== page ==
A new survey says about half of all American adults have changed their religious affiliation at least once during their lifetime. The survey indicates a fluid and diverse religious life in the United States marked by people moving among faiths and denominations.
The poll, conducted by the Pew Forum on Religion and Public Life, says Americans change religious affiliation early and sometimes often.
The survey found that most people who change their religion leave their childhood faith before age 24, and a majority joined their current religion before turning 36.
John Green, a senior fellow at the Pew Forum, says those surveyed reported many different motivations for changing their religious affiliation.
"Overall, most people reported just gradually drifting away from their childhood faith," said John Green. "Another common reason was that the respondents stopped believing their religion's teachings. Specific complaints about religious leaders and religious institutions also mattered to many people who changed."
The new report, titled "Faith in Flux: Changes in Religious Affiliation in the U.S.," seeks to answer questions about widespread religion changing identified in a 2007 Pew poll of 35,000 Americans.
The latest survey is based on interviews of more than 2,800 people from the original survey and is focused on religious populations that showed significant movement, such as former Catholics, former Protestants or Protestants who have changed denominations.
Greg Smith, a research fellow at the Pew organization, says many people who are currently not affiliated with any denomination have stopped believing in the teachings of their former religion.
"And many also become unaffiliated due to disillusionment or disenchantment with religious people or organizations, saying that religious people are hypocritical and judgmental rather than sincere or forgiving or that religious organizations focus too much on rules and not enough on spirituality," said Greg Smith.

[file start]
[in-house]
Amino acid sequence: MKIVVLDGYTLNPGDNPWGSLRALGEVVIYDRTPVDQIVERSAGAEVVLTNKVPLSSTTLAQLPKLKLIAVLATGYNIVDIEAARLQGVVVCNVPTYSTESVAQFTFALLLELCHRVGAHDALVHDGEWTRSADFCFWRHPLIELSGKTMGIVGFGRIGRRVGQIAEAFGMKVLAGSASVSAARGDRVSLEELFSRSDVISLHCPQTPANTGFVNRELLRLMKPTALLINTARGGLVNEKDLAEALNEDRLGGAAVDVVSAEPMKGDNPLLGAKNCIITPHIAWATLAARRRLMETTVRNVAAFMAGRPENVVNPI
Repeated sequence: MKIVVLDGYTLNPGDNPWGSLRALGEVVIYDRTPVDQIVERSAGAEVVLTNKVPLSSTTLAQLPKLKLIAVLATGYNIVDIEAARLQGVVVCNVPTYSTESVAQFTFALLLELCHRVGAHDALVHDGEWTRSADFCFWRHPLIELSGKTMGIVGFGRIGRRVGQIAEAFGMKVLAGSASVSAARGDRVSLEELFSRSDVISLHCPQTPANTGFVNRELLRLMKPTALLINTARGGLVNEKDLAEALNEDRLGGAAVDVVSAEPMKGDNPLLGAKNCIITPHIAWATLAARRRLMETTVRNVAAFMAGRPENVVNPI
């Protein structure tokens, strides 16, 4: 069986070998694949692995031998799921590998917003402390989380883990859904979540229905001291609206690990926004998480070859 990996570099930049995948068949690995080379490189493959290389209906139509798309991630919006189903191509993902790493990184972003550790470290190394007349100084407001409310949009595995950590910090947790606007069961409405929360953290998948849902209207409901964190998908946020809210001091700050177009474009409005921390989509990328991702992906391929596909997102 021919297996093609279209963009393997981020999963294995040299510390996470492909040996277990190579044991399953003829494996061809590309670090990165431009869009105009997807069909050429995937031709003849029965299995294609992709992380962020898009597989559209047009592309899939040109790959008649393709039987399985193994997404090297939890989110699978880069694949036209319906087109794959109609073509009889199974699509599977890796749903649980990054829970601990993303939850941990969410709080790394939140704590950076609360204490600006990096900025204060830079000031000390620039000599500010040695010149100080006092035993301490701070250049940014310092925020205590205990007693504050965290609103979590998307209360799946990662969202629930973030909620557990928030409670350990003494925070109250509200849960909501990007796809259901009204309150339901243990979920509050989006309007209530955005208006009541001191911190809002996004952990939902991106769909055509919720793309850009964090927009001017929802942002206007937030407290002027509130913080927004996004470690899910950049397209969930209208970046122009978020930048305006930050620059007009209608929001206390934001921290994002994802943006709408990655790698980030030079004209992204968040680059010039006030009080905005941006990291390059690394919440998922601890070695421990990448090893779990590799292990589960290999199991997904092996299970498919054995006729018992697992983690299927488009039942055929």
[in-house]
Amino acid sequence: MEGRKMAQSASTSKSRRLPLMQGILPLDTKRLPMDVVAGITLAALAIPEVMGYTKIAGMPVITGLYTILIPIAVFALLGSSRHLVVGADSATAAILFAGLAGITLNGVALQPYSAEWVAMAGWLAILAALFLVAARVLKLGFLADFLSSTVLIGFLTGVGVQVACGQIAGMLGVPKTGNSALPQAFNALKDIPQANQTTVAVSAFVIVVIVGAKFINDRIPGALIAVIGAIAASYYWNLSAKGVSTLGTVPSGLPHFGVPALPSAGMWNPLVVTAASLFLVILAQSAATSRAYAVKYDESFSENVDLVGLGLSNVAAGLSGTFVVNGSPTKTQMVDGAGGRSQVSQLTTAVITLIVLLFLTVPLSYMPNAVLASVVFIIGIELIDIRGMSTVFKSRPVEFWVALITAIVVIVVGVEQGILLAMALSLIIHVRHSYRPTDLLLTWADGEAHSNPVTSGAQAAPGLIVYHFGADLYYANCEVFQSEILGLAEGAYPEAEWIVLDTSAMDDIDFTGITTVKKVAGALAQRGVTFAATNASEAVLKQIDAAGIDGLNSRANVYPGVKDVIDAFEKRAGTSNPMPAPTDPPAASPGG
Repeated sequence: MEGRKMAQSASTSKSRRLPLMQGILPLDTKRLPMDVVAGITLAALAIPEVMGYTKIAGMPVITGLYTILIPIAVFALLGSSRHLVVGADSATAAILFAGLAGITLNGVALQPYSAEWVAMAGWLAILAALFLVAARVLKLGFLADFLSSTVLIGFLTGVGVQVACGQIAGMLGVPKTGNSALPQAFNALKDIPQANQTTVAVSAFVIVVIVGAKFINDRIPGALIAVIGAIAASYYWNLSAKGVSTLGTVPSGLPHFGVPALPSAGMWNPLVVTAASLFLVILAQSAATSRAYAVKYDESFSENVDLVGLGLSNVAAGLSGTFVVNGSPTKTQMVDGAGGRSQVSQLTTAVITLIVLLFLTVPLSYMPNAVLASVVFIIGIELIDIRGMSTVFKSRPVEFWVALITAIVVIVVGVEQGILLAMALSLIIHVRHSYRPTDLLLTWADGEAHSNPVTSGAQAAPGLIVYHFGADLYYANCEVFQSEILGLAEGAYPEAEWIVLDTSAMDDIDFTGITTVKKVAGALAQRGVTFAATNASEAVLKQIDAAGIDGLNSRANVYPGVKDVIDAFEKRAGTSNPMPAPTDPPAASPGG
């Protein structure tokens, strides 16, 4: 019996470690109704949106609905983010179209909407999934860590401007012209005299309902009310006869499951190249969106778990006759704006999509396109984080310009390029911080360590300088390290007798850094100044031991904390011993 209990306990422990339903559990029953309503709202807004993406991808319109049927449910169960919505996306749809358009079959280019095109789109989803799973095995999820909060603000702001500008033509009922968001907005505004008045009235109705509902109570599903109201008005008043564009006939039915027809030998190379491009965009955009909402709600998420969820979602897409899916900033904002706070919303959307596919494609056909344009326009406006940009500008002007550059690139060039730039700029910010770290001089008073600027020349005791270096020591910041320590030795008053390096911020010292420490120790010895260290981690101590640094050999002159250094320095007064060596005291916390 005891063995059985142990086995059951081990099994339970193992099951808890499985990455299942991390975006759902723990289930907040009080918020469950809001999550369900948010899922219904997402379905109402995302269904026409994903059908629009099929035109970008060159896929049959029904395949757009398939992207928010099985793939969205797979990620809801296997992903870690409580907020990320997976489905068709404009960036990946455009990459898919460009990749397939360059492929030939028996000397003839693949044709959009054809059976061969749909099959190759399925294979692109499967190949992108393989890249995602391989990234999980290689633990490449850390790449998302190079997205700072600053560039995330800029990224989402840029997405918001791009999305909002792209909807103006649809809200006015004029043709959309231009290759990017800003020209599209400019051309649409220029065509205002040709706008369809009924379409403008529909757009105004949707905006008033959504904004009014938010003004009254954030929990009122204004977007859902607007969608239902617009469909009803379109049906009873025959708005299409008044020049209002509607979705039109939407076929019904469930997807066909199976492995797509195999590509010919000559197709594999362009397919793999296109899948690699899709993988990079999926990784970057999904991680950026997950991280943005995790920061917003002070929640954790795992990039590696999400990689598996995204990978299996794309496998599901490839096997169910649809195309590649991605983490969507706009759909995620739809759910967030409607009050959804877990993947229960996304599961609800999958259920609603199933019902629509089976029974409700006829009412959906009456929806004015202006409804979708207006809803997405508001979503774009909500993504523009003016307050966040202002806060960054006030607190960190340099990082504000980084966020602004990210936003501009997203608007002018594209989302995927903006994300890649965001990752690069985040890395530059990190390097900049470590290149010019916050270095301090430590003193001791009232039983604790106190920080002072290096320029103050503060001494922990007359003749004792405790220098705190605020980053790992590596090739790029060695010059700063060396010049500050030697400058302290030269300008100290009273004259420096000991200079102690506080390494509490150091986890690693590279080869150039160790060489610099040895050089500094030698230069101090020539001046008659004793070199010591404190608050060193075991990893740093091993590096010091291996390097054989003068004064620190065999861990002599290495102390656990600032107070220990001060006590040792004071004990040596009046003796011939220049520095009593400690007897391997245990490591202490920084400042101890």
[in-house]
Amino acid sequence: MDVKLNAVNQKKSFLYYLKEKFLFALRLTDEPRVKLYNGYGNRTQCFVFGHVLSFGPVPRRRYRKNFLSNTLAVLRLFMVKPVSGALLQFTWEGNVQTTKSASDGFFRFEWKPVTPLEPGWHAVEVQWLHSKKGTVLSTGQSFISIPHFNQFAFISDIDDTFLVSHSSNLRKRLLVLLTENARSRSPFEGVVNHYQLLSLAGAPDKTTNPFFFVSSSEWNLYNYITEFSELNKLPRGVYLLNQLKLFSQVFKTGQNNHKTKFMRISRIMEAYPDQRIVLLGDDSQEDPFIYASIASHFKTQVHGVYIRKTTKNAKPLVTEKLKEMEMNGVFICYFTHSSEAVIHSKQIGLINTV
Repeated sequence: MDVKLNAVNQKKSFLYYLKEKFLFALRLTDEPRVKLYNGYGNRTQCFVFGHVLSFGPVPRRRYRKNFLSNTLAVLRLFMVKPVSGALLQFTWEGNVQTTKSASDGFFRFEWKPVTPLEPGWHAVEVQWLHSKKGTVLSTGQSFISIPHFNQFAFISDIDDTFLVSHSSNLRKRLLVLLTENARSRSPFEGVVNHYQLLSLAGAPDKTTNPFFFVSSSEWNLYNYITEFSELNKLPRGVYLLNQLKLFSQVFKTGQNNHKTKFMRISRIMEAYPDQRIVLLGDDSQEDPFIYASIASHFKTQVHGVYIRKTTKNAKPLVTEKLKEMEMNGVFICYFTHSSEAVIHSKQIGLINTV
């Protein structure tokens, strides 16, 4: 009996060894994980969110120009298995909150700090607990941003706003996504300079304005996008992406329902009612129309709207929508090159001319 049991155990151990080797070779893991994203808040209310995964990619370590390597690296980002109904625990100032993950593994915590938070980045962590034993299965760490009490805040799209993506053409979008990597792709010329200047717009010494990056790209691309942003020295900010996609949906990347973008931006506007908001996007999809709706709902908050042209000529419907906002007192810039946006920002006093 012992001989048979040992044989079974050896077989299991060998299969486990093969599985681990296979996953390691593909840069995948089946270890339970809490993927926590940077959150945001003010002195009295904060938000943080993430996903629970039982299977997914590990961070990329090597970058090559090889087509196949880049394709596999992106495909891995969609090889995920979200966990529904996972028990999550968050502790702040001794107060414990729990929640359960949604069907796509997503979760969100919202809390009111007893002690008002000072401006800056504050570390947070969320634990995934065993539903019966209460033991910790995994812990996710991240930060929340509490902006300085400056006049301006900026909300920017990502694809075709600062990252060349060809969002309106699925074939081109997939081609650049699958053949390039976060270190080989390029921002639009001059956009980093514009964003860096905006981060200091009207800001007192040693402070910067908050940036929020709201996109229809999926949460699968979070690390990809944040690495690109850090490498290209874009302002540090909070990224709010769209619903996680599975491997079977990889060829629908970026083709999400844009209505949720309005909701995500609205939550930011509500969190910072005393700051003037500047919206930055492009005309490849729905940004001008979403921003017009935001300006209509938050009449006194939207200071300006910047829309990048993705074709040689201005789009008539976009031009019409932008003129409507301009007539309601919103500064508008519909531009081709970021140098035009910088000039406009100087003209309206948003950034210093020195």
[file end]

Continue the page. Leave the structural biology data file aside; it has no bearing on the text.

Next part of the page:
According to the poll, the reasons behind decisions to change affiliations depend largely on whether a person grows up kneeling at a Catholic Mass, praying in a Protestant pew or occupied with nonreligious pursuits.
Smith says two-thirds of former Catholics who are not currently affiliated with a denomination say they left the church because they stopped believing in its teachings.
"More than half expressed discontent specifically with Catholic teachings on issues like abortion and homosexuality," he said. "About half expressing displeasure with the religion's teachings on birth control and one-third expressing dissatisfaction with Catholicism's teachings about divorce and remarriage."
Smith says among those surveyed who switched denominations within the Protestant church, beliefs were less important as a reason for change.
"Instead we see people reacting and changing, either in reaction to particular congregations, especially styles of worship and we also see people changing in reaction to changes that take place in their life, like getting married and moving to a new community," said Smith.
The survey indicates religious commitment as a child and teenager appears to be related to later decisions to change religion.
Catholics and Protestants who have left the church were far less likely to have regularly attended services or Sunday school when they were young.